Stress And The Western World
Living in the high-stress, fast-paced life of our contemporary, western world leaves you with little time for yourself. One of the best things you can do in your precious free time is to cultivate the art of letting go.
Letting go is an art form and indeed, a science that is more commonplace in eastern cultures where meditation is practiced and where materialism does not exist in the same way it does here.
People may possess very little “stuff” and yet their inner happiness and calm is testimony to the quality of their inner life.
How do they do that?
Our Fleeting Existence
Cultural mindsets in India and Tibet, Thailand and Vietnam, for example, are more aware of the limitations of our mortal existence, how temporary our existence is, and how, as the Tibetan Buddhists say, “Death can come at any time.”
Here in the west we tend to deny that death exists, we pretend we will live forever and we idolize a culture of youth and beauty, minimizing the value of the wisdom, which accompanies old age. The accumulation of wealth is one of our main aims. We mistakenly assume that going shopping will bring us happiness!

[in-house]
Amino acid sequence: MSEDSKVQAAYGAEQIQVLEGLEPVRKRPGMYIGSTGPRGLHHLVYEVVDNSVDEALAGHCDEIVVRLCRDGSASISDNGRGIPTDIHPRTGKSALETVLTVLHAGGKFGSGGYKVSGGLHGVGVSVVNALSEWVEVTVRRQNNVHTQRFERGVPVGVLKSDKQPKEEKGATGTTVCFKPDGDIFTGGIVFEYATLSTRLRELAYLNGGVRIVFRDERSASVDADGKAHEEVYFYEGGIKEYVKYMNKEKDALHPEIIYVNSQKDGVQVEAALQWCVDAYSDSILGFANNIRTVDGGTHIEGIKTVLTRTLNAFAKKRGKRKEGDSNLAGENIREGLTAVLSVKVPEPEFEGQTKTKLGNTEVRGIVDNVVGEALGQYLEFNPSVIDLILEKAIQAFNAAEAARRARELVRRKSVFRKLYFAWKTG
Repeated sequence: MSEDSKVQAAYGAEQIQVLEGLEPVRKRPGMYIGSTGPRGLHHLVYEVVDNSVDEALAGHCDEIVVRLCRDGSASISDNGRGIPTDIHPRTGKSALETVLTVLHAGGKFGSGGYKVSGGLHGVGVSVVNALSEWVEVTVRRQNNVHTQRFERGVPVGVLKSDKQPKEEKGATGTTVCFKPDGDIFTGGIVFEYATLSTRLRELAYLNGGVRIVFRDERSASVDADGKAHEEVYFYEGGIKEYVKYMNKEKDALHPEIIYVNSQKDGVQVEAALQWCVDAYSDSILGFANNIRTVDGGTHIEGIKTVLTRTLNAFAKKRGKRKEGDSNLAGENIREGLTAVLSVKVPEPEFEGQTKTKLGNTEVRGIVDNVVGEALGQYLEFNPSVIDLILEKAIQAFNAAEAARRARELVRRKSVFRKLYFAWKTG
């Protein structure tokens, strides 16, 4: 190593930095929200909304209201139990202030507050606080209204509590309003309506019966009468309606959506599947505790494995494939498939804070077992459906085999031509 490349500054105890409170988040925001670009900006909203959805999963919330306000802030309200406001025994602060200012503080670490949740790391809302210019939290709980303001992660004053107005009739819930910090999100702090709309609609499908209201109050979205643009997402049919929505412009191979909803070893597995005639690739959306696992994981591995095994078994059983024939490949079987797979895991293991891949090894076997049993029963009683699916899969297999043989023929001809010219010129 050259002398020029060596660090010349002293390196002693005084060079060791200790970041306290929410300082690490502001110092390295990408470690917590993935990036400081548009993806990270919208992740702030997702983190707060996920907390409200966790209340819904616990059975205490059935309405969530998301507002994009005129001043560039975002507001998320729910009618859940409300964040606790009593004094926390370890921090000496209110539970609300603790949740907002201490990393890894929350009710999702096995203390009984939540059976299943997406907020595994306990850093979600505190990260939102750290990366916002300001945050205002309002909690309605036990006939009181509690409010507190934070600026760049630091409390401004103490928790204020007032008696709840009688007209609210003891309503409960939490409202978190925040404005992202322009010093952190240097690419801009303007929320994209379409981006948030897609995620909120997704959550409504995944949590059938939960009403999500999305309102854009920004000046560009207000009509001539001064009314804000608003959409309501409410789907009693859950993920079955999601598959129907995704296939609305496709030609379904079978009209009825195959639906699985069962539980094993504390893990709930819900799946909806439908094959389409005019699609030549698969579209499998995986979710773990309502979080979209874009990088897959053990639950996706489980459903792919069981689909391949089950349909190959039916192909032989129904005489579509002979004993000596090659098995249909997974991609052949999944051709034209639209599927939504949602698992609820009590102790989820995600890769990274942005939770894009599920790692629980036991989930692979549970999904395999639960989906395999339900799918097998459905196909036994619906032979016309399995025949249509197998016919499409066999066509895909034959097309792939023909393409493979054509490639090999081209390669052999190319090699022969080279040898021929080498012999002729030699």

Depression Is An Epidemic
Yet we suffer, from an epidemic of depression, and we are dependent on prescription drugs like never before. Stress causes tension in the body and tension in the body leads to disease. Your mind may be focused on the future, on what hasn’t yet happened.
This usually manifests in the form of worry. Alternatively, your mind is ruminating on past events and how they didn’t go the way you wanted them to. Either way you are neither aware of, nor accepting of, your present circumstances.
Letting Go, The Art
Letting go is an art, which takes practice, but if you master it, it can lead to inner peace, and happiness. It can take many different forms. Here are some ways you can practice letting go:
Science has shown that relaxation, meditation and mindfulness can reduce symptoms of stress, heart disease, depression, and anxiety. That is very good news!
In a short time frame of a few weeks and practising for as little as ten minutes each day, positive results have been gleaned.
If you feel that life is getting you down, that stress is overwhelming and you wonder how you can cope, perhaps it is time you really considered that the benefits of a few minutes relaxing each day far outweigh the costs of investing that short amount of time in your own well-being.
Instead of thinking that you do not have time to relax or meditate, isn’t it time to realize that you do not have time not to?